Skip to content
Main Menu
Utah Attorney General
Search
Attorney General
Sean D. Reyes
Utah Office of the Attorney General
Alerts
Close
Secondary Navigation

AG Reyes Urges President Trump to Support National Child ID Program

FOR IMMEDIATE RELEASE
August 31, 2020

ATTORNEY GENERAL REYES URGES PRESIDENT TRUMP TO SUPPORT THE NATIONAL CHILD ID PROGRAM
Personal Appeal and Letter Urges Funding for ID Act to Protect Children
 
 

SALT LAKE CITY — In a personal appeal to President Donald J. Trump, Utah Attorney General Sean D. Reyes is leading a coalition of state Attorneys General in asking for the administration to make funding available to support H.R. 4172, The National Child ID Act, (The National Child ID Program) in order to help both parents and law enforcement better protect children from exploitation, abduction and human trafficking.
 
This legislation would enable each state, through their Attorney General, to have the opportunity to request grant funding to purchase kits for their Kindergarten through 6th grade children. Each kit costs $1.76 per child, an incredibly small amount for the life of a child who has been abducted or runaway. The cost for protecting approximately 30 million K-6 students across America is just below $52 million.

“Statistics show that more than 800,000 children go missing each year including runaways and those abducted,” said Attorney General Reyes. “That is one child gone every 40 seconds. And we are seeing those statistics rise along with child sexual abuse, exploitation and human trafficking.”
 
Attorney General Reyes continued: “[Mr. President,] You recently met with our friend and NFL Hall of Fame Player Mike Singletary to discuss a program he and many other Collegiate and NFL Coaches champion called the National Child ID Program. We also support this effort as we fight daily to protect children in our role as state Attorneys General.”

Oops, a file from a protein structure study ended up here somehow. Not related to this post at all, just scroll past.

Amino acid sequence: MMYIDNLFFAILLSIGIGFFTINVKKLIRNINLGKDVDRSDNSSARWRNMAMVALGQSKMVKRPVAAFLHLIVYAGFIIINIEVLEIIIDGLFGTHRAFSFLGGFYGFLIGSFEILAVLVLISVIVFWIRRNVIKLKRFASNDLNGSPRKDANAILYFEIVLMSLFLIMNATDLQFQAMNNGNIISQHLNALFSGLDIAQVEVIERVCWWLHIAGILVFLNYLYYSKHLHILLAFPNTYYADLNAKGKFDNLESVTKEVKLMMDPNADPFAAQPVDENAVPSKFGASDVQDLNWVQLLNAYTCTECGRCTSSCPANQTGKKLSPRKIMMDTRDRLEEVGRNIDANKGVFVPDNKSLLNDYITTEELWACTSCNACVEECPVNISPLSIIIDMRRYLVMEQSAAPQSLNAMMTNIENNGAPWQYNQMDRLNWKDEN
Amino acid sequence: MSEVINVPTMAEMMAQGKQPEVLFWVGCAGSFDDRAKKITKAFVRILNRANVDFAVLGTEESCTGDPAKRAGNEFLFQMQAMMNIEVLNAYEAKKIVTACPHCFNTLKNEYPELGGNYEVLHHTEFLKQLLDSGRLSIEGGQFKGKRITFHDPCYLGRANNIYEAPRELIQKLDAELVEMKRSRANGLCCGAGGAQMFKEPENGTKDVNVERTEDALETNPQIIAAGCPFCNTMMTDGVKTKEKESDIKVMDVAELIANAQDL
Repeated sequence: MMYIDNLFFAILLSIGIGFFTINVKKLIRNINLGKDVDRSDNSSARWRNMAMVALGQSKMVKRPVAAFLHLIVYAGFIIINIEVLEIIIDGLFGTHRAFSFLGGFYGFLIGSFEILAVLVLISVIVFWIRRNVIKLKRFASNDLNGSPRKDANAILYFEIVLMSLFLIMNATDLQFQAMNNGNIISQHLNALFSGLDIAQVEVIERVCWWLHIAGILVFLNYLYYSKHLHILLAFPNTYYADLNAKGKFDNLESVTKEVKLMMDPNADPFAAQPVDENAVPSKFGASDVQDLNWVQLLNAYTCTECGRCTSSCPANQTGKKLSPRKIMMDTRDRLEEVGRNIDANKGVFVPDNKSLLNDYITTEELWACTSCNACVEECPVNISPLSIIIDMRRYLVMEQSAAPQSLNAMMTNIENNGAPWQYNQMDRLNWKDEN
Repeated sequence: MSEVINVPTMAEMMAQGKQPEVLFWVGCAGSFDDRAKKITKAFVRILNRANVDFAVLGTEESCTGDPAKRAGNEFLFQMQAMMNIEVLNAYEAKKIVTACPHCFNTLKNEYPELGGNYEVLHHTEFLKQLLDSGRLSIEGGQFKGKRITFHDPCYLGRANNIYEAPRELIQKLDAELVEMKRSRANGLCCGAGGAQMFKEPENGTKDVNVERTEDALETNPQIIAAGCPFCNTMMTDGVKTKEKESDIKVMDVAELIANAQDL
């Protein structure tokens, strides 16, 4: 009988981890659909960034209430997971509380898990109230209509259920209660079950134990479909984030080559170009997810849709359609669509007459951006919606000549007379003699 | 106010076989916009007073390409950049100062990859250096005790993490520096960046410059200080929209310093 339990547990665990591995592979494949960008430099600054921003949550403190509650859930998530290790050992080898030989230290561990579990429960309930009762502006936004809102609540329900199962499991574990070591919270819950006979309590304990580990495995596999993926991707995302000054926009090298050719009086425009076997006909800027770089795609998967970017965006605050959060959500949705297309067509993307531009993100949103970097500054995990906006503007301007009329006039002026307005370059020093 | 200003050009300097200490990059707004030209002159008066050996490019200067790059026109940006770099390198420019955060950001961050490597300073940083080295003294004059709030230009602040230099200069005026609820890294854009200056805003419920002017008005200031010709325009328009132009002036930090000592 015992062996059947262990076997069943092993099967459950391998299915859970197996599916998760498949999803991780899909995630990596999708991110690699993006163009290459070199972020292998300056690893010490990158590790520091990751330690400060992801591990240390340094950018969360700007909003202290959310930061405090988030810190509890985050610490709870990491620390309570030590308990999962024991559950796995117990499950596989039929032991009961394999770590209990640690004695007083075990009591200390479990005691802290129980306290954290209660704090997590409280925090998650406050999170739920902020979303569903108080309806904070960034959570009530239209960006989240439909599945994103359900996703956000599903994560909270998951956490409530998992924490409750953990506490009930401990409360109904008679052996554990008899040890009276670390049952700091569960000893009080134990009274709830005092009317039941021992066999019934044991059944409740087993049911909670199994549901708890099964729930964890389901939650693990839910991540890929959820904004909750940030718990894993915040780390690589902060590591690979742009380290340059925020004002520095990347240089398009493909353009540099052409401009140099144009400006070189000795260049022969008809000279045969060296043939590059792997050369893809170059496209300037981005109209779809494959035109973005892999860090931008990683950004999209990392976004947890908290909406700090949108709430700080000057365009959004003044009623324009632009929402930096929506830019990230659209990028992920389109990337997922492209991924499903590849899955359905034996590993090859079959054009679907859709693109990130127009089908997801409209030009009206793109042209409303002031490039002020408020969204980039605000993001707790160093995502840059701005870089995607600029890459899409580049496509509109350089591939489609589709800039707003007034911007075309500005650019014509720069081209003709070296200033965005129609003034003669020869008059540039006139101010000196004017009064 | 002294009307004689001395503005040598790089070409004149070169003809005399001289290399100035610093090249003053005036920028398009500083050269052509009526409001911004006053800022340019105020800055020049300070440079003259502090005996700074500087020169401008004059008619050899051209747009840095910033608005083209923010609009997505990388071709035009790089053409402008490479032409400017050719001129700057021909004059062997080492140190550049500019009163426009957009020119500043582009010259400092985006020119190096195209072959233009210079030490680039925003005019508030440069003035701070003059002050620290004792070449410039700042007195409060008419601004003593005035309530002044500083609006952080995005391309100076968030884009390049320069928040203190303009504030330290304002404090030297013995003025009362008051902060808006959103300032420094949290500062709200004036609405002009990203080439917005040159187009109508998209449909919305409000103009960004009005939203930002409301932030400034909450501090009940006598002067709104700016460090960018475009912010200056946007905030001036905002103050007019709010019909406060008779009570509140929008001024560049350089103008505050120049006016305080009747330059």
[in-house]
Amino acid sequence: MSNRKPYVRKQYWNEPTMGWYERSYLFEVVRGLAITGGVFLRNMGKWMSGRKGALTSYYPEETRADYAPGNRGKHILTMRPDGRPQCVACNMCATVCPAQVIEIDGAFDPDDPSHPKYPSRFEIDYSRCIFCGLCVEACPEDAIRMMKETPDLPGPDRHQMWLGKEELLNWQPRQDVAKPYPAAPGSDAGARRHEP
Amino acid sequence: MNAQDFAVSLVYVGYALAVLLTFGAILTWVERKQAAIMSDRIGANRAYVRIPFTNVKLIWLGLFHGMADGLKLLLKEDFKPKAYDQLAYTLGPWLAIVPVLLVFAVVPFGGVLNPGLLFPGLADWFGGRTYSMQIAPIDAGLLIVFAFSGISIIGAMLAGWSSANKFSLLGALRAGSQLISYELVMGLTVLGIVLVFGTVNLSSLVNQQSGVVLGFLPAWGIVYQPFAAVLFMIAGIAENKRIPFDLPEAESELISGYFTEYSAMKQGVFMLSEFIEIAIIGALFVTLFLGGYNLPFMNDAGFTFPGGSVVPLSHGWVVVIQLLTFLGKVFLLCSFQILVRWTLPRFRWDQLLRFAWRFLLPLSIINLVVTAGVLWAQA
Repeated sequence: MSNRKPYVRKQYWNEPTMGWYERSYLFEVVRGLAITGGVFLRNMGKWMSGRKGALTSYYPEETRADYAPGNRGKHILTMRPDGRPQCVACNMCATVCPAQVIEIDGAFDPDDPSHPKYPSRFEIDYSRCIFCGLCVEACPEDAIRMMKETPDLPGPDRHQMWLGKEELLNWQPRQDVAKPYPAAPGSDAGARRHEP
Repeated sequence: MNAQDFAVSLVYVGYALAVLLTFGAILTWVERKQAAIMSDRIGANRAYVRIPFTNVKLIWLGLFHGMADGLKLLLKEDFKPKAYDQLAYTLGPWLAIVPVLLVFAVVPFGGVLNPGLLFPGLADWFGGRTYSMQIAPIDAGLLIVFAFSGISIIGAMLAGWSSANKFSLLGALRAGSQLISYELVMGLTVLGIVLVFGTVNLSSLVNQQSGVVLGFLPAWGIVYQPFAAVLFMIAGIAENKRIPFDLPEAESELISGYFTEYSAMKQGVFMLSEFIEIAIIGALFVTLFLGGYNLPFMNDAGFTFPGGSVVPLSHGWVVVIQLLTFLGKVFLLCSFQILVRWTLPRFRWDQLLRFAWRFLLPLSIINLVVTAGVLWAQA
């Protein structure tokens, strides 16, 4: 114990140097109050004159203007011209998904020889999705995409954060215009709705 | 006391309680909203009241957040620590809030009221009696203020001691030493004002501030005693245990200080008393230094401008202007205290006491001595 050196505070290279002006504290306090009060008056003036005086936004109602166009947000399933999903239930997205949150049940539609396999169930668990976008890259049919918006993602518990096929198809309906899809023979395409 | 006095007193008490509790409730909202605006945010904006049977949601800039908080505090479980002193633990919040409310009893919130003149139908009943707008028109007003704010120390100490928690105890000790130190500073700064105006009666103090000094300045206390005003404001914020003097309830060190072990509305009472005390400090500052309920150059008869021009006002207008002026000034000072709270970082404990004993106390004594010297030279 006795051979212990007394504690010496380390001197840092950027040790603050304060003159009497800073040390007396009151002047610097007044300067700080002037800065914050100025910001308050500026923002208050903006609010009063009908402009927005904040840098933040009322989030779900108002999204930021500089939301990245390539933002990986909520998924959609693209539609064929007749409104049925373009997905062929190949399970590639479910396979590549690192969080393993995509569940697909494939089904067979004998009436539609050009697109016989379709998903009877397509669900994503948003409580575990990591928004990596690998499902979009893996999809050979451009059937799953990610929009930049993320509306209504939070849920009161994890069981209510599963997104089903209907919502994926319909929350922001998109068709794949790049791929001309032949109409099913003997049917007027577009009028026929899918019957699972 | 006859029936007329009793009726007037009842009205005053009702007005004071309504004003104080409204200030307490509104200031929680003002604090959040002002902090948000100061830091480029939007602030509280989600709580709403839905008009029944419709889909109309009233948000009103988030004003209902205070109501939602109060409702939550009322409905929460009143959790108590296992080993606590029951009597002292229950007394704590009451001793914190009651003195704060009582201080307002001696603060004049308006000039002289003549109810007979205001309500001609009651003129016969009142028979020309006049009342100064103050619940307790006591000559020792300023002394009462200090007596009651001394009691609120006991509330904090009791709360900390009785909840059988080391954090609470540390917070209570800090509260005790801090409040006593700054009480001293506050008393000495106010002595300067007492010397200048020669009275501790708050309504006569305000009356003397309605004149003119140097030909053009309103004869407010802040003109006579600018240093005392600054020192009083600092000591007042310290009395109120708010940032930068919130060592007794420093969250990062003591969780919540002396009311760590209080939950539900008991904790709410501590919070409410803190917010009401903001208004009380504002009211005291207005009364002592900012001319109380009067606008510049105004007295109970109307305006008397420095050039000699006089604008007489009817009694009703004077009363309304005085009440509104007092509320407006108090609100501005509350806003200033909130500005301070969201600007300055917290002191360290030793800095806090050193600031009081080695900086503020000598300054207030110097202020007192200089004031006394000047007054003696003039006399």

The Child ID Kit allows parents to collect specific information by easily recording the physical characteristics, fingerprints and DNA of their child on identification cards that are then kept at home by the parent or guardian. No outside group collects, monitors or has access to the data unless parents choose to share it during an emergency. If ever needed, the Child ID Kit will give authorities vital information to assist their efforts to locate a missing child.    
 
The National Child ID Program has asked Congress for monies to be set aside in the next stimulus package as a grant for the purchase of such kits. And while legislation is ultimately needed, it may well take months or longer until funds are available. In the meantime, COVID-19 has made children more vulnerable to be groomed and exploited by predators. The threat of our kids becoming victims is more immediate and grave than ever. Every time we receive an amber alert for a missing one-year-old, it illustrates the critical need for this program.
 
Utah Attorney General Reyes is joined in this appeal to the President by Attorneys General in Alabama, Alaska, Arkansas, Georgia, Idaho, Indiana, Kansas, Kentucky, Louisiana, Mississippi, Missouri, Nebraska, North Dakota, Ohio, Oklahoma, South Carolina, South Dakota, Texas and West Virginia.
 
A copy of the letter can be viewed here.

###

Site SettingsSettings